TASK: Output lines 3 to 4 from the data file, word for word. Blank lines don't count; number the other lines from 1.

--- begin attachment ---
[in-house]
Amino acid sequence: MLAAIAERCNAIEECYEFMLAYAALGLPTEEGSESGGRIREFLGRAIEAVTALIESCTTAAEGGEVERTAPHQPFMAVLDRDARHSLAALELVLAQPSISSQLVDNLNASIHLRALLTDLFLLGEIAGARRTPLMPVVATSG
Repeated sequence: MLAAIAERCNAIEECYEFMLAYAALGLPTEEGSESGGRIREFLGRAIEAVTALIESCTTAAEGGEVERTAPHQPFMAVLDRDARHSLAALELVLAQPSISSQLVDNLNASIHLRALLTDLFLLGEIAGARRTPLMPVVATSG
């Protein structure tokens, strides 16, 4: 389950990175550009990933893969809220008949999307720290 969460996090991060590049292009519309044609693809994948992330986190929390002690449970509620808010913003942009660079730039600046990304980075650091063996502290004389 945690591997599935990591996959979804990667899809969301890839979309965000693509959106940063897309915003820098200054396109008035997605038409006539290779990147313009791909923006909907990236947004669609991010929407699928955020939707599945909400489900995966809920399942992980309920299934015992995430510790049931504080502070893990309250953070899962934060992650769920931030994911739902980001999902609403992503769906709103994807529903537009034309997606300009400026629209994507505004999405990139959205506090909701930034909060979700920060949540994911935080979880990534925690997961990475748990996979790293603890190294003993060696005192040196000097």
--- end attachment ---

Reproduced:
Repeated sequence: MLAAIAERCNAIEECYEFMLAYAALGLPTEEGSESGGRIREFLGRAIEAVTALIESCTTAAEGGEVERTAPHQPFMAVLDRDARHSLAALELVLAQPSISSQLVDNLNASIHLRALLTDLFLLGEIAGARRTPLMPVVATSG
């Protein structure tokens, strides 16, 4: 389950990175550009990933893969809220008949999307720290 969460996090991060590049292009519309044609693809994948992330986190929390002690449970509620808010913003942009660079730039600046990304980075650091063996502290004389 945690591997599935990591996959979804990667899809969301890839979309965000693509959106940063897309915003820098200054396109008035997605038409006539290779990147313009791909923006909907990236947004669609991010929407699928955020939707599945909400489900995966809920399942992980309920299934015992995430510790049931504080502070893990309250953070899962934060992650769920931030994911739902980001999902609403992503769906709103994807529903537009034309997606300009400026629209994507505004999405990139959205506090909701930034909060979700920060949540994911935080979880990534925690997961990475748990996979790293603890190294003993060696005192040196000097």